The Vet Set, New York’s in-home/office pet care service, is now offering Cold Laser Therapy for dogs and cats. Therapeutic Laser is a non-pharmaceutical modality to treat inflammatory conditions in dogs and cats, including arthritis, inflammatory bowel disease, post-surgical pain, gingivitis and more. The Vet Set is proud to offer this innovative technology in the comfort of a patient’s home or at their new state of the art Fear-Free hospital located in Brooklyn, New York.
As our animal companions age, recover from trauma, or simply need relief from every day aches and pains, Cold Laser Therapy offers a drug-free, surgery-free and pain-free relief for both dogs and cats. Class 4 Lasers, also known as cold lasers, were approved by the FDA in 2002. Millions of patients including human, canine, feline and equine patients have benefited from this non-invasive treatment.
Almost any condition with an inflammatory or pain component can be treated with a Class 4 Laser. Anything from arthritis, chronic and acute ear infections, skin conditions, pancreatitis, gingivitis, post-surgical pain, hair loss, burns, back and neck problems, anal sac problems and more can all be treated successfully with this therapy.
How It Works: When the laser is turned on, the infrared laser light interacts with tissues at the cellular level. Photons of light from the laser penetrate deeply into tissues and accelerate cellular reproduction and growth. The laser light also increases the energy available to the cell by increasing ATP production so that the cell can take on nutrients faster and get rid of waste products. As a result of exposure to laser light, all cells, including the cells of tendons, ligaments and muscles are repaired faster.
The procedure takes one to three minutes per site and the amount of treatments vary depending on the condition. For instance, acute conditions may be treated daily, particularly if they are accompanied by significant pain. More chronic problems respond better when treatments are received two to three times a week, tapering to once every week or two as improvement is seen. Pets may feel improvement in their condition (usually pain reduction) after the first treatment or sometimes after a few sessions. Each treatment is cumulative and results are often felt after three or four sessions.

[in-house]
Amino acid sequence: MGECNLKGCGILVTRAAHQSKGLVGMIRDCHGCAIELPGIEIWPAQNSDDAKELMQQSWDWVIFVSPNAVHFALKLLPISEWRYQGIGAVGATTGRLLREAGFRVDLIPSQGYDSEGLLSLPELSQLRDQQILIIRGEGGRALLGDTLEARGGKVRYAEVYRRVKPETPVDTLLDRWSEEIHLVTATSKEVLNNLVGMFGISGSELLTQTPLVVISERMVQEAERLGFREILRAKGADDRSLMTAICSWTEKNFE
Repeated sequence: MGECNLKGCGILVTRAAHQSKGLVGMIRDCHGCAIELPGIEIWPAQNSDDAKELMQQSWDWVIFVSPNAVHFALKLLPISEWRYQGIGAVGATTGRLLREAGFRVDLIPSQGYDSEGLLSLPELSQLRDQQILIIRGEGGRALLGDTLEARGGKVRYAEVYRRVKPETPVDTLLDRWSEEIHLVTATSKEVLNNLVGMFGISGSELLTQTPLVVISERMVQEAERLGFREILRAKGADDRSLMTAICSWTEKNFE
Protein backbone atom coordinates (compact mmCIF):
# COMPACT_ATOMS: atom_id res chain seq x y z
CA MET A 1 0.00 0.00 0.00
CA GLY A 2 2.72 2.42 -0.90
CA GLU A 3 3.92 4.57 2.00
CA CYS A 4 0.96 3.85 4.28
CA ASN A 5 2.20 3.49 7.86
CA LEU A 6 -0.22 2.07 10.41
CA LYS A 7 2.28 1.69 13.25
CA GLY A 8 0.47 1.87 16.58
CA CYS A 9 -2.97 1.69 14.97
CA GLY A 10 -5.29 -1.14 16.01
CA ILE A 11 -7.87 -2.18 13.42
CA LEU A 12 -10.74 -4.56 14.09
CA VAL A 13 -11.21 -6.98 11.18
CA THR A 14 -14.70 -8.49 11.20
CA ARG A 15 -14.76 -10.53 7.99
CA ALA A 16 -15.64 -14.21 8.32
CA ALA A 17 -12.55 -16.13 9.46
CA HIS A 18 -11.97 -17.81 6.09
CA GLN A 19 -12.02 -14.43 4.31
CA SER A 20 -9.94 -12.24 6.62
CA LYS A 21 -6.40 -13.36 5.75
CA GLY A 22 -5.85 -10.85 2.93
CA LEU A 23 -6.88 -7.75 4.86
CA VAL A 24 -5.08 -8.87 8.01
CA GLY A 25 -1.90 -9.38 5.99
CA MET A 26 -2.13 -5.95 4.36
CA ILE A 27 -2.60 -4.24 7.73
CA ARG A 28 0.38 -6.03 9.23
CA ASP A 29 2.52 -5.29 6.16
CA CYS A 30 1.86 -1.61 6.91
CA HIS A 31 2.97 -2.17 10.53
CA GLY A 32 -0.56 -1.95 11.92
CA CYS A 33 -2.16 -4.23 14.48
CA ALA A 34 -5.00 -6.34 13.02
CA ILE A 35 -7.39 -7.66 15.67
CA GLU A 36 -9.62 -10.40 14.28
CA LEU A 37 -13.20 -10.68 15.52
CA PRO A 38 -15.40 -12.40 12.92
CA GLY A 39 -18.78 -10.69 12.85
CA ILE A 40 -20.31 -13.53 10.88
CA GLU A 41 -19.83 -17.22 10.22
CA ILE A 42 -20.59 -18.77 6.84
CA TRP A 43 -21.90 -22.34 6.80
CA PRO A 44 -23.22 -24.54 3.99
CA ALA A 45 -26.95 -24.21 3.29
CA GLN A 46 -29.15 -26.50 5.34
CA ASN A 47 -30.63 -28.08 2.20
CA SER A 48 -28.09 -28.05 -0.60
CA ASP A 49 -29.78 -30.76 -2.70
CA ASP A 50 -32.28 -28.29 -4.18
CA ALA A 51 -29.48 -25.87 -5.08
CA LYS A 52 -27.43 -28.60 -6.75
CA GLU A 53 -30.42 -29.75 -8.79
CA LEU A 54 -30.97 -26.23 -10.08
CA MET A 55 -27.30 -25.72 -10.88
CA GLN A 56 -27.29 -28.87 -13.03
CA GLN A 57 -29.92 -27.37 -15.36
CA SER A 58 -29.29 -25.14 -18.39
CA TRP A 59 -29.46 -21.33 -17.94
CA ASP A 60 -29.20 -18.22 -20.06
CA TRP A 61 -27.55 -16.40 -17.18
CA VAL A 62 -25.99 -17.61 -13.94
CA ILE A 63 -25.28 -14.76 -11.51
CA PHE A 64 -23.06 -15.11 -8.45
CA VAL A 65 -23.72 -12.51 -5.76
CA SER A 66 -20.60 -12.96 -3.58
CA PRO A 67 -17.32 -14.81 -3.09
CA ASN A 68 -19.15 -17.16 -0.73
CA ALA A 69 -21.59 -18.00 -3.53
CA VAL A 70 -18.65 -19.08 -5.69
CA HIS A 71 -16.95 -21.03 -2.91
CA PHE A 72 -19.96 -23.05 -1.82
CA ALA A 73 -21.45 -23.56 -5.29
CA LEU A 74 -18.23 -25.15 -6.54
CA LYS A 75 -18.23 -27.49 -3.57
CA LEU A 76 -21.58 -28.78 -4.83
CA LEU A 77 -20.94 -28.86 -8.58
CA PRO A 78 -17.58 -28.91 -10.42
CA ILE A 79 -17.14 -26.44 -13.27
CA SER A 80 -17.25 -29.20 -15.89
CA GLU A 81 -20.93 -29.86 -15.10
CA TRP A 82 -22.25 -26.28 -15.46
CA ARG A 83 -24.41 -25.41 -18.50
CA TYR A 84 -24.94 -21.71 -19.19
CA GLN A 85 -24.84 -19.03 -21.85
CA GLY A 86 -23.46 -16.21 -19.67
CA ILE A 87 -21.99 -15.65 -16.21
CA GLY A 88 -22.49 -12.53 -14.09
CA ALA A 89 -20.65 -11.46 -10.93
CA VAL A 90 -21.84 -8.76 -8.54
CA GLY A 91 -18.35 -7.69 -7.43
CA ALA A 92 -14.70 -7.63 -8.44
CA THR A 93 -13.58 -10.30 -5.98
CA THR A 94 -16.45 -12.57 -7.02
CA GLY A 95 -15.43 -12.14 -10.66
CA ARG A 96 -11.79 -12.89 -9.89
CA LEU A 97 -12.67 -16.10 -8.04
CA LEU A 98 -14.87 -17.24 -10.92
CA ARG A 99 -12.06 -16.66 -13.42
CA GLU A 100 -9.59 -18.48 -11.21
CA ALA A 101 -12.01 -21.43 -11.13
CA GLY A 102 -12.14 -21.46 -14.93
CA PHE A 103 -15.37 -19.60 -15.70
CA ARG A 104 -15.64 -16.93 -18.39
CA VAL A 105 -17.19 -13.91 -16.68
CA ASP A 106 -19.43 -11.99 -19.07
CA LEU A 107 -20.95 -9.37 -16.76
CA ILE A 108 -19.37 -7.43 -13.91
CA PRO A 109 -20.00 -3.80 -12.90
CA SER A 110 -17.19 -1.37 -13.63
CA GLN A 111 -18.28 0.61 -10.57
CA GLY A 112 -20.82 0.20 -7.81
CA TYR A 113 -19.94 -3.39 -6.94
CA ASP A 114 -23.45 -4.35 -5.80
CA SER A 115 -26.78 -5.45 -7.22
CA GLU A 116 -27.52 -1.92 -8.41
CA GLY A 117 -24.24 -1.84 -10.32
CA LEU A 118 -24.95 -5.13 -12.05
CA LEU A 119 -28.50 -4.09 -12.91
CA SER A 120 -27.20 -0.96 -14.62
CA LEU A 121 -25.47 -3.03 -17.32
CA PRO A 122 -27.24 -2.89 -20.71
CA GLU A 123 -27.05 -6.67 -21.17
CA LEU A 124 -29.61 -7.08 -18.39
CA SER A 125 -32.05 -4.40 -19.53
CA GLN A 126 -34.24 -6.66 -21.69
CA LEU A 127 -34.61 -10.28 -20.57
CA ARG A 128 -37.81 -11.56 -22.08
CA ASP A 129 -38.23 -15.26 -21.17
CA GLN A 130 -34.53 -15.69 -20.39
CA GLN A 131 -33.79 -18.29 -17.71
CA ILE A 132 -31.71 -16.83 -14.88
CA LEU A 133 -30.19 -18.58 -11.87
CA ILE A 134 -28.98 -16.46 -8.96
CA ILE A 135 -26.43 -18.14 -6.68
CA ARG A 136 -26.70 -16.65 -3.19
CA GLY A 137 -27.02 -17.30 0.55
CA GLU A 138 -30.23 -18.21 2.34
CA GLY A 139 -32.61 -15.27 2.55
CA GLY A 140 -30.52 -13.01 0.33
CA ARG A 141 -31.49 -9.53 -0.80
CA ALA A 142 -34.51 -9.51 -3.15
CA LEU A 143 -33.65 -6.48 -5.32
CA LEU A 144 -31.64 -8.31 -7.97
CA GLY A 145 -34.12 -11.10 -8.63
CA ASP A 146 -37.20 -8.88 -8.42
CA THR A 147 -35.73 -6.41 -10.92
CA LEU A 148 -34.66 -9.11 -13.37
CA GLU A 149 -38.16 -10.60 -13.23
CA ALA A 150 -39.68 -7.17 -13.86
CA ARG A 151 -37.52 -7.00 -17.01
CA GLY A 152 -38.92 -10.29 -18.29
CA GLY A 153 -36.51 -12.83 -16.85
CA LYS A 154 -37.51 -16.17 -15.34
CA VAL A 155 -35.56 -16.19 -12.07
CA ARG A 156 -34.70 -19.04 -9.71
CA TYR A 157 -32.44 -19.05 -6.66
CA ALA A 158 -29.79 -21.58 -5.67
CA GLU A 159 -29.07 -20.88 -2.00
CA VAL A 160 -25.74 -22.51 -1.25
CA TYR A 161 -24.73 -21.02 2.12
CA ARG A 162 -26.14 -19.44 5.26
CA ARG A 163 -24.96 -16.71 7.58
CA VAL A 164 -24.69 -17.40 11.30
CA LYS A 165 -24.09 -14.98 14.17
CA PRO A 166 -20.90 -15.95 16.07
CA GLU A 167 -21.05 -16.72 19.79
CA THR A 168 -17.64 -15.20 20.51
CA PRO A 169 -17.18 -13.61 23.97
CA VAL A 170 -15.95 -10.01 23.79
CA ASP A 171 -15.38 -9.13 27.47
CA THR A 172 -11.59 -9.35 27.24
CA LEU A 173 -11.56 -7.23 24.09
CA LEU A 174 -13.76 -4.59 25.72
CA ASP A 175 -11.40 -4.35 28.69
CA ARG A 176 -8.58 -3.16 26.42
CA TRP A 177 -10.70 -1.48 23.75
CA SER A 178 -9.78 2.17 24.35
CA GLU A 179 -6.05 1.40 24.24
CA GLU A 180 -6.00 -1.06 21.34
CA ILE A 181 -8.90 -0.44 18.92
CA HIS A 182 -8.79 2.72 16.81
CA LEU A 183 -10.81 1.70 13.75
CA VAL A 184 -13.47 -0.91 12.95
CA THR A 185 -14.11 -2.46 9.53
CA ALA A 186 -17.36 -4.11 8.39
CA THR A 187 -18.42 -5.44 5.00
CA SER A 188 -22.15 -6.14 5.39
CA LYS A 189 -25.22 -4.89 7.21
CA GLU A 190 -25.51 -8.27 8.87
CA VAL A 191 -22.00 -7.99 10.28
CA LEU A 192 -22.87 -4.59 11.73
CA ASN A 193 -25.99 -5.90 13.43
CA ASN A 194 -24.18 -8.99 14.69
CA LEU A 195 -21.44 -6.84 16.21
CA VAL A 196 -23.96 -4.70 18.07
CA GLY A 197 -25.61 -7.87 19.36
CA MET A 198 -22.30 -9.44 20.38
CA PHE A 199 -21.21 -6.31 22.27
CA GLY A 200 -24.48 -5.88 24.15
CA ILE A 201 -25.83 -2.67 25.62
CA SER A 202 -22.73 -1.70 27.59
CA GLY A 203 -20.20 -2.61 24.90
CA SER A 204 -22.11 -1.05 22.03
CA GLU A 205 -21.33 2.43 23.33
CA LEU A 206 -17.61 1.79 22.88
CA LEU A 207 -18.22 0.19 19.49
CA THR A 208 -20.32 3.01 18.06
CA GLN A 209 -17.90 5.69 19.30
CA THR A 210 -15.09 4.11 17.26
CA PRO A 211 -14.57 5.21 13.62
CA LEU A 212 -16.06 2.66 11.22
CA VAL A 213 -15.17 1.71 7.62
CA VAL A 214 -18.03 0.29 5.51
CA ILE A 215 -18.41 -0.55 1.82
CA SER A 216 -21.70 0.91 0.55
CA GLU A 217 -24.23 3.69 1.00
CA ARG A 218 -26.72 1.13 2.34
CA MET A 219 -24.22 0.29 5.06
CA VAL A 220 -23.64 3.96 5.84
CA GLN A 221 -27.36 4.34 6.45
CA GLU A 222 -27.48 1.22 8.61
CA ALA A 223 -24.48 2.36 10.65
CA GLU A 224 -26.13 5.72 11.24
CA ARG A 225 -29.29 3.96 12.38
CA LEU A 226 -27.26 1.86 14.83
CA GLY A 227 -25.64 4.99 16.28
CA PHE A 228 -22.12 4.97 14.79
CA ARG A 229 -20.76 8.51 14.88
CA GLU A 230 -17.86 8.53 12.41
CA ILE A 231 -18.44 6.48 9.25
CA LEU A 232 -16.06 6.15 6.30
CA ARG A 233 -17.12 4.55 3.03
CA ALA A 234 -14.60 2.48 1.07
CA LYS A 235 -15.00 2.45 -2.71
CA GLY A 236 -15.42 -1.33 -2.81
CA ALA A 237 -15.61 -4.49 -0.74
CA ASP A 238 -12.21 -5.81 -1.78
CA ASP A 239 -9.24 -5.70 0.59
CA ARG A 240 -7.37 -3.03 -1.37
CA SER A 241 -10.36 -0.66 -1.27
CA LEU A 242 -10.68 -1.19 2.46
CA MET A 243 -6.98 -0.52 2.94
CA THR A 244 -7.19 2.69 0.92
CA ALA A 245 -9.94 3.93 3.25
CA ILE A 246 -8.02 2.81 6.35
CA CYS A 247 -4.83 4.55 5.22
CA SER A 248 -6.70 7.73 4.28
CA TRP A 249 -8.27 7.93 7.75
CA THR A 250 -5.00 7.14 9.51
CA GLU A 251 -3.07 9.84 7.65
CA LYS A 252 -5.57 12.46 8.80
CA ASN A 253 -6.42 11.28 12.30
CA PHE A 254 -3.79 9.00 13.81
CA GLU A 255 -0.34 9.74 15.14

“I strongly believe that Cold Laser Therapy for animals is one of the best muscle and tissue healing therapies available today,” said Taylor Truitt, DVM CEO and founder of The Vet Set, “Our staff has witnessed significant improvements in clients first hand and I’m proud to say this therapy has made believers out of all of us here at The Vet Set.”
Two recent Cold Therapy Laser patients at The Vet Set include Mercury, a 12-year-old French bulldog, and Nikko, a 17-year-old rat terrier. Mercury’s owner, Jessie, and Dr. Truitt decided that he was too old for surgery. Mercury had lost a lot of muscle and wasn’t walking. Now, after six or seven treatments of cold laser therapy, he is walking and 35 percent of his muscle mass is back.
Nikko suffered from back issues and a degenerative neurologic disorder. His owner, Lynore, believes laser therapy is what is improving his quality of life and keeping him comfortable in his golden years.
“Years of catching frisbees and tennis balls took a toll on my rat terrier. I noticed it was getting harder and harder for him to get up and greet me at the door, and one day, he wasn’t able to greet me at all. I found him unable to walk. His back legs could no longer hold him due to a back issue. Laser therapy made all the difference for my pup. I could tell a difference in just a few sessions. It was obvious that discomfort decreased, and he started walking with a better stride.” Lynore said.
Cold Laser Therapy Packages:
1st Site = $60.00 and any additional site is $15.
The procedure typically costs around $90.00 per session.
“It’s an amazing thing to be able to restore an animal’s level of comfort without being invasive, causing pain or requiring sedatives. We are thrilled to now offer Therapeutic Laser for both canines and felines at The Vet Set,” Dr. Taylor Truitt said.